Beijing hosts 'Deutschland 8,' largest showcase of contemporary German art ever shown in China
Beijing hosts largest showcase of contemporary German art in China
Published: Sep 19, 2017 06:53 PM

F1 Boxenstop III by Andreas Gursky Photo: Courtesy of Beijing Minsheng Art Museum 


Migof by Bernard Schultze Photo: Courtesy of Red Brick Art Museum

It must be the largest showcase of contemporary German art in China. The ongoing Deutschland 8 - Deutshce Kunst in China Series exhibition is so large that seven museums in Beijing are needed to present the 320 works from 55 German artists.

The first art project approved by the High-Level China-Germany Person-to-Person Exchange Dialogue Mechanism during its debut meeting in May, the event is a key part of celebrations marking the 45th anniversary of diplomatic ties between China and Germany.

Reaching out

German art has always commanded a notable position in the history of art with its strong spirit and unique aesthetic. It has also greatly influenced contemporary Chinese art and the artists who create it.

According to Fan Di'an, president of the China Central Academy of Fine Arts and one of the two head curators for Deutschland 8, German art developed rapidly after World War II, leading to a group of important artists gaining international recognition. This development eventually became known as the German Art Phenomenon.

"It is a meaningful exhibition for both countries," he said.

Walter Smerling, the head curator from Germany, called the exhibition an "expedition into the cultural continent created by German artists since 1945… an essay on German art which avails itself of methodological freedom typical of essayistic investigations and explorations."

At a press event before the exhibition, Smerling recalled that it took nearly two years of planning to bring together all the works - which range from oil paintings and photos to sculptures and installation works - from a multitude of public museums, galleries and private collections.

Smerling noted that "a stable relationship between two nations is an important precondition for cultural exchange, while innovation in cultural exchange can launch new mechanisms and lead to new directions for mutual trust and discussion in many fields."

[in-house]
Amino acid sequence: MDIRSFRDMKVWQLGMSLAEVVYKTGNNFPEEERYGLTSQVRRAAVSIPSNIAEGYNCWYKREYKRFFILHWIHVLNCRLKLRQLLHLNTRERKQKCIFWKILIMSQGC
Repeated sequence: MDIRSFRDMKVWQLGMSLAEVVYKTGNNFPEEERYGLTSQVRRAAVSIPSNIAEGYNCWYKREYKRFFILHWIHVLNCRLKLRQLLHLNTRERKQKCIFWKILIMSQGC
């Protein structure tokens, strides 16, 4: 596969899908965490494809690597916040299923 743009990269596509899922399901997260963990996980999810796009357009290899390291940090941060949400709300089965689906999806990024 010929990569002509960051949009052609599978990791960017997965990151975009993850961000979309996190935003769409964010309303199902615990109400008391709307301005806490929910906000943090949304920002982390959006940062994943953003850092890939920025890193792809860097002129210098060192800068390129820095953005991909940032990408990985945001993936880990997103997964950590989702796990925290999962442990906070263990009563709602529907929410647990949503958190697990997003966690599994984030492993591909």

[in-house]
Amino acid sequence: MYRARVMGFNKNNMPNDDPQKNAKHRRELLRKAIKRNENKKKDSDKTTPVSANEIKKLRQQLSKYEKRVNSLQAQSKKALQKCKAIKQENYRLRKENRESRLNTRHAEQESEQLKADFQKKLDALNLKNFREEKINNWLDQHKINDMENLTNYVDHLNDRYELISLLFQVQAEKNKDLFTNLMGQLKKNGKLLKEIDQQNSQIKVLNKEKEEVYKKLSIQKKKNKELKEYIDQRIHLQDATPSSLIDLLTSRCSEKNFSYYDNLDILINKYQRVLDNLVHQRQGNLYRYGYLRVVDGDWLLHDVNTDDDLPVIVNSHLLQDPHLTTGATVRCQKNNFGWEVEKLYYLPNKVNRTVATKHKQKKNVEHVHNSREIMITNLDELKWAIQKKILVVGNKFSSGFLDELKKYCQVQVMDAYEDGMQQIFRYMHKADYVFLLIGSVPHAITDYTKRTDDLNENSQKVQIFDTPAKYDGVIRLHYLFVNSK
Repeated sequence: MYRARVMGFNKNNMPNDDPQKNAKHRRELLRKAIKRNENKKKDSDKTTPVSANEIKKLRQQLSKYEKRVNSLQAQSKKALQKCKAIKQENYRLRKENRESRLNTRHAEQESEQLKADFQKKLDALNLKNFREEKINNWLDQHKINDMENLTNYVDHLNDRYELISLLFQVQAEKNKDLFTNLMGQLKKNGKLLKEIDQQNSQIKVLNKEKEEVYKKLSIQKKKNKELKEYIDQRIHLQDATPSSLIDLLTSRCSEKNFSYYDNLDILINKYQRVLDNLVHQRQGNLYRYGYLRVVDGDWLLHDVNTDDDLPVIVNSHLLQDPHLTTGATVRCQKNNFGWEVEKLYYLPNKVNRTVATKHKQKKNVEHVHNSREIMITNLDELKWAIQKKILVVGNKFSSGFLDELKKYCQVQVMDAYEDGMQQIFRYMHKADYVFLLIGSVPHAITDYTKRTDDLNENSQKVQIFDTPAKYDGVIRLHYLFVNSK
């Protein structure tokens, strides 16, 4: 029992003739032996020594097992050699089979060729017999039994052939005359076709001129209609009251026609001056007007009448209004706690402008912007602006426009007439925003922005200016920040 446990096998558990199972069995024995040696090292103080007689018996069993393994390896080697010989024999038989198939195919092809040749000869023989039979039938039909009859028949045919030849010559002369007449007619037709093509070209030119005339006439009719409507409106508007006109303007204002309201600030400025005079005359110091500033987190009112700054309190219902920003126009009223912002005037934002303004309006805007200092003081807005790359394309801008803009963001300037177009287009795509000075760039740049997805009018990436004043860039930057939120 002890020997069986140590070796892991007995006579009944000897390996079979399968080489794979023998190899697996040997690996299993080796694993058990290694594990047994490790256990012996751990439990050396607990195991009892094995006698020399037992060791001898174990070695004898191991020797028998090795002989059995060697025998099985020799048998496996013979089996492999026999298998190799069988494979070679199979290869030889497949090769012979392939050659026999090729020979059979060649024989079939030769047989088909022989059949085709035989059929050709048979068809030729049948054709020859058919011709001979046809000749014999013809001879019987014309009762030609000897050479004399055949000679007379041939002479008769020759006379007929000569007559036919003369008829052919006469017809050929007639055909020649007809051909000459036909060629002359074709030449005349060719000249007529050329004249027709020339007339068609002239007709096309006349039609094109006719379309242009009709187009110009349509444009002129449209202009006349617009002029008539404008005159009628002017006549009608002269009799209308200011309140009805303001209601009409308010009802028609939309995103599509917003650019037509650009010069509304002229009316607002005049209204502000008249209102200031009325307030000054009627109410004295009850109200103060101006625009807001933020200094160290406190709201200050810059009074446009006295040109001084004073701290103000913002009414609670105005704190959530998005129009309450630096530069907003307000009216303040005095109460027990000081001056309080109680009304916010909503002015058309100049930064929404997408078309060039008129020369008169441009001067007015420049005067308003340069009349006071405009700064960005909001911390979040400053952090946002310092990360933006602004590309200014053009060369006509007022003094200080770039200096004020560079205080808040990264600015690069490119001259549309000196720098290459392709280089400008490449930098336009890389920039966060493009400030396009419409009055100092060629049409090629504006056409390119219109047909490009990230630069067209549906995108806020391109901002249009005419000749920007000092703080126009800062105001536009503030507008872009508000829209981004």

Michael Clauss, ambassador of Germany to China, stressed in a press release that Deutschland 8 is a very significant event for person-to-person exchange between the two countries.

"Art helps to overcome distances and can be used as a catalyst for improving understanding. The exhibition gives Chinese audiences and art lovers a rare opportunity to gain a deeper understanding of the richness and diversity of German art since the 1950s, opening the door for direct dialogue between Chinese and German artists," he said.

"Cooperation in person-to-person exchanges in recent years has pulled the hearts of our two peoples closer," Chinese President Xi Jinping said in a congratulatory letter to the High-Level China-Germany Person-to-Person Exchange Dialogue Mechanism back in May, according to a report from the Xinhua News Agency.

Deutschland 8 actually has very close ties to China, as the event was inspired by the 2015 exhibition China 8: Contemporary Art from China Along the Rhine-Ruhr, which showcased more than 500 works by 118 contemporary Chinese artists in nine museums across eight cities in the Rhine-Ruhr region of Germany. After visiting China 8, Joachim Gauck, former president of Germany, said in an interview that he hoped his nation would one day be able to hold a similar large-scale exhibition in China.